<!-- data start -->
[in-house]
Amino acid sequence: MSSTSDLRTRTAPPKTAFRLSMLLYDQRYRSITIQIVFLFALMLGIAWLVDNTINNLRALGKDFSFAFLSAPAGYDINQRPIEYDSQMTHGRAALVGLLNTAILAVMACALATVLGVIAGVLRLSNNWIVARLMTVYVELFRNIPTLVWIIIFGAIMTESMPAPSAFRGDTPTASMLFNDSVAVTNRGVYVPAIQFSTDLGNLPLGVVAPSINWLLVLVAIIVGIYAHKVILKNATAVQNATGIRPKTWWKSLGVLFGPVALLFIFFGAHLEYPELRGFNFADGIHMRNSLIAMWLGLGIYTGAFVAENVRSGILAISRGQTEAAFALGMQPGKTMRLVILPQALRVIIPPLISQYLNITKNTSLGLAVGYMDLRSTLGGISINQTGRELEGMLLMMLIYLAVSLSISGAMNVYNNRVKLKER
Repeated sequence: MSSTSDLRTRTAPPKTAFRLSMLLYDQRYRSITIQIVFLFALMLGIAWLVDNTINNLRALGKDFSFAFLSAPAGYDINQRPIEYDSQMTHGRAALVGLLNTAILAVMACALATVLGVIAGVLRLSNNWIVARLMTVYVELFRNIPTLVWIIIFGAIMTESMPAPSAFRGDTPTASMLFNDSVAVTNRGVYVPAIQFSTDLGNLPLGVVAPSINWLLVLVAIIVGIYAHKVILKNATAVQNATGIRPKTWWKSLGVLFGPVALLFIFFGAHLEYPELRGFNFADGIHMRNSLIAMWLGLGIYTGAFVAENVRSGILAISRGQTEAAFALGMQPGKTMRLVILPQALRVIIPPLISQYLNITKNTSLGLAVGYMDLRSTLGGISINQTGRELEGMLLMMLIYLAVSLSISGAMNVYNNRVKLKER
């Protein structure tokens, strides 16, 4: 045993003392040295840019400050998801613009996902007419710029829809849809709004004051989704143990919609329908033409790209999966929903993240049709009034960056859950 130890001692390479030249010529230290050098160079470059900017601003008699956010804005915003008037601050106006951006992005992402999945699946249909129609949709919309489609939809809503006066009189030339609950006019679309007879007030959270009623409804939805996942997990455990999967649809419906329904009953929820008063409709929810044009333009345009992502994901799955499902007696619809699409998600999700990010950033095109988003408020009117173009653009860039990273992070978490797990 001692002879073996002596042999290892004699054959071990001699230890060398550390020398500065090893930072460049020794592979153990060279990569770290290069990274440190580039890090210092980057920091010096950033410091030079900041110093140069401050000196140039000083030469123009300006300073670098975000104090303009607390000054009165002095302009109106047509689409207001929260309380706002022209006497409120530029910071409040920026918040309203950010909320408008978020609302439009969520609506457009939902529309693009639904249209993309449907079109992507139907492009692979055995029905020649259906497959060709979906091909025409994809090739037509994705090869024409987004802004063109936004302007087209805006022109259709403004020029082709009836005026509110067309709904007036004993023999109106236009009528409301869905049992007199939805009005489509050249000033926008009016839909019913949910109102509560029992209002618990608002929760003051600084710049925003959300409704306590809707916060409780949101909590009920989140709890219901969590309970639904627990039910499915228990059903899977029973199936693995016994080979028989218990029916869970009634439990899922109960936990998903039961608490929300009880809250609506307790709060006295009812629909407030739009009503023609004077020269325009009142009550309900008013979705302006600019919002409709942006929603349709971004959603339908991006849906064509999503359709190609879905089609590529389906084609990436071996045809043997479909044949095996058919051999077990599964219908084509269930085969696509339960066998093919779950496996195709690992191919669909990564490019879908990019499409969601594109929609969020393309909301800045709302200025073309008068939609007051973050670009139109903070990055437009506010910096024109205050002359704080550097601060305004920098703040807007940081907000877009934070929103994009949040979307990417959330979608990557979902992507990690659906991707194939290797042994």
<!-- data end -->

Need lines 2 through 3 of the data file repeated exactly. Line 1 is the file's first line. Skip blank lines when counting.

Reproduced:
Amino acid sequence: MSSTSDLRTRTAPPKTAFRLSMLLYDQRYRSITIQIVFLFALMLGIAWLVDNTINNLRALGKDFSFAFLSAPAGYDINQRPIEYDSQMTHGRAALVGLLNTAILAVMACALATVLGVIAGVLRLSNNWIVARLMTVYVELFRNIPTLVWIIIFGAIMTESMPAPSAFRGDTPTASMLFNDSVAVTNRGVYVPAIQFSTDLGNLPLGVVAPSINWLLVLVAIIVGIYAHKVILKNATAVQNATGIRPKTWWKSLGVLFGPVALLFIFFGAHLEYPELRGFNFADGIHMRNSLIAMWLGLGIYTGAFVAENVRSGILAISRGQTEAAFALGMQPGKTMRLVILPQALRVIIPPLISQYLNITKNTSLGLAVGYMDLRSTLGGISINQTGRELEGMLLMMLIYLAVSLSISGAMNVYNNRVKLKER
Repeated sequence: MSSTSDLRTRTAPPKTAFRLSMLLYDQRYRSITIQIVFLFALMLGIAWLVDNTINNLRALGKDFSFAFLSAPAGYDINQRPIEYDSQMTHGRAALVGLLNTAILAVMACALATVLGVIAGVLRLSNNWIVARLMTVYVELFRNIPTLVWIIIFGAIMTESMPAPSAFRGDTPTASMLFNDSVAVTNRGVYVPAIQFSTDLGNLPLGVVAPSINWLLVLVAIIVGIYAHKVILKNATAVQNATGIRPKTWWKSLGVLFGPVALLFIFFGAHLEYPELRGFNFADGIHMRNSLIAMWLGLGIYTGAFVAENVRSGILAISRGQTEAAFALGMQPGKTMRLVILPQALRVIIPPLISQYLNITKNTSLGLAVGYMDLRSTLGGISINQTGRELEGMLLMMLIYLAVSLSISGAMNVYNNRVKLKER